First - let me say what I consider to be a good audience - interesting people. For me, these are folks who are actively involved in wide variety of technology-enabled businesses. They are tied to and influence the strategy/direction of the business. They are smart and like to talk about what's going on.
Unfortunately, a lot of networking events attract more service providers and people out of work than interesting people. And, yes, I realize that I'm a service provider, but I also am a CTO for several companies. And there are definitely other service providers who provide things like marketing services who are interesting, so it's not all service providers, it's more like the wealth management types. You know what I mean.
Having produced a variety of events over the years and having been on the boards of both the Technology Council and AITP, I can say that it's really hard to attract a critical mass of interesting people. In fact, after several years of trying, I've instead started relying on my CTO Forum group and private events (like an upcoming wine tasting).
Why does this hurt, well I was just reading a few blog posts yesterday on finding startup co-founders:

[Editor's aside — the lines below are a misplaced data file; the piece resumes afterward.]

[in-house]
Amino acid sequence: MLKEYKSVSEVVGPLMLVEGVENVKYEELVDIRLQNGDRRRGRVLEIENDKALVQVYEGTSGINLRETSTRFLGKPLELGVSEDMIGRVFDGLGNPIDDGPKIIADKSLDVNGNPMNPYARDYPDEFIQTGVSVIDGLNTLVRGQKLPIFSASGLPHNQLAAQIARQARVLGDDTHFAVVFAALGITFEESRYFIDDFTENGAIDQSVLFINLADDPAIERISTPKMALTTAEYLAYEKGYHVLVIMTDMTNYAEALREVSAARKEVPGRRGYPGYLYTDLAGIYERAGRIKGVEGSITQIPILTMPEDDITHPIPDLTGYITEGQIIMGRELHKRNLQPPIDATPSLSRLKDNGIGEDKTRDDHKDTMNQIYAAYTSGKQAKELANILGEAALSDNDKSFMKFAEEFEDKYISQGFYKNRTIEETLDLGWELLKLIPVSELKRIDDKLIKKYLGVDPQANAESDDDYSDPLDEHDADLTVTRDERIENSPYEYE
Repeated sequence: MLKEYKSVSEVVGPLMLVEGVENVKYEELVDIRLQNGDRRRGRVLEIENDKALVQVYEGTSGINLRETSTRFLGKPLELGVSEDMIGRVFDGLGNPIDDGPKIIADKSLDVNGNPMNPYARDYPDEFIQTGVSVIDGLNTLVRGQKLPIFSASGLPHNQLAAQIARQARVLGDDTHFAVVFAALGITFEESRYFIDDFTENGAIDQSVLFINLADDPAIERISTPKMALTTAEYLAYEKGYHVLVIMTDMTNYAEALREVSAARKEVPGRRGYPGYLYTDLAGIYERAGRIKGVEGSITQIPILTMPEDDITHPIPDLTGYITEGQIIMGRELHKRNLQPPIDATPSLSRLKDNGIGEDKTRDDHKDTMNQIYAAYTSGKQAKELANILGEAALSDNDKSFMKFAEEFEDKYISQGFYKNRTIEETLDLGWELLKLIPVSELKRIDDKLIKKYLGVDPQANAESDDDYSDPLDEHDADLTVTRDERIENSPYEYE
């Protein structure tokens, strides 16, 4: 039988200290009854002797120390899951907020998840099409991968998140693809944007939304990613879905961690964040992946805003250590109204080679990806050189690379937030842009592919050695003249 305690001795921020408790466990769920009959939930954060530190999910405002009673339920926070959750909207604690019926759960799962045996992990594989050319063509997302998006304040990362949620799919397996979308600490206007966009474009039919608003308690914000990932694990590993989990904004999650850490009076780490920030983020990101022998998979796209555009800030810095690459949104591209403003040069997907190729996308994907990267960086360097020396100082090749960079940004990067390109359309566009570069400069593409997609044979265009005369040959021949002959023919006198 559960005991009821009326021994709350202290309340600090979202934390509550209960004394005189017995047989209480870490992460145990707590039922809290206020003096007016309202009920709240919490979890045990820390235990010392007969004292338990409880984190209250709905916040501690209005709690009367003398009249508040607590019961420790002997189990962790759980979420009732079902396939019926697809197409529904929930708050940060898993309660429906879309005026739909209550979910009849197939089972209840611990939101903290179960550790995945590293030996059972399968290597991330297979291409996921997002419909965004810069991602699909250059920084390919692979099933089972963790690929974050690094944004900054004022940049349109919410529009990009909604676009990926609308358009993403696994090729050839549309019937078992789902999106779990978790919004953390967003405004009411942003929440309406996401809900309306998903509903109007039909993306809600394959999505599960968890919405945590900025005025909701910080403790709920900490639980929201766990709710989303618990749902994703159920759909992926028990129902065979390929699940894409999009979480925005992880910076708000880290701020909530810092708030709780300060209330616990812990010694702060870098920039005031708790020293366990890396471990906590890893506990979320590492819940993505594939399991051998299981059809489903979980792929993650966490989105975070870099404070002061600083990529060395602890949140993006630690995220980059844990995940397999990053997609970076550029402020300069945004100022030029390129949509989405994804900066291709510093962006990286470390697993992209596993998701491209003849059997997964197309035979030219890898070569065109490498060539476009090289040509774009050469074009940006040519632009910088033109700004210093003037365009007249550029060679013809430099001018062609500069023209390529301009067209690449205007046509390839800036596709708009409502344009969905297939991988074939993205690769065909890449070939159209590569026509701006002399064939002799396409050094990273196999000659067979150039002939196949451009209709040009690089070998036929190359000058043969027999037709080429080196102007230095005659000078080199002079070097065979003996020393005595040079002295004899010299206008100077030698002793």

- Where do you Find Cofounders?
- Startup Co-Founders: If You Can't Recruit 'Em, Should You Join 'Em?
- Finding Startup Co-Founders
You would hope that networking events would be a good way to find suitable folks. Again, in LA, they are a bit few and far between (literally in geographical terms).
The one thing that is making me more hopeful about events is that I'm starting to see more pre-event lists of people who will be attending. This allows me to get a sense of who's coming and also to figure out who I'll try to meet at the event. Certainly a recent event that had lots of service providers in attendence was a whole lot better because I had a few people that I wanted to discuss particular topics at the event.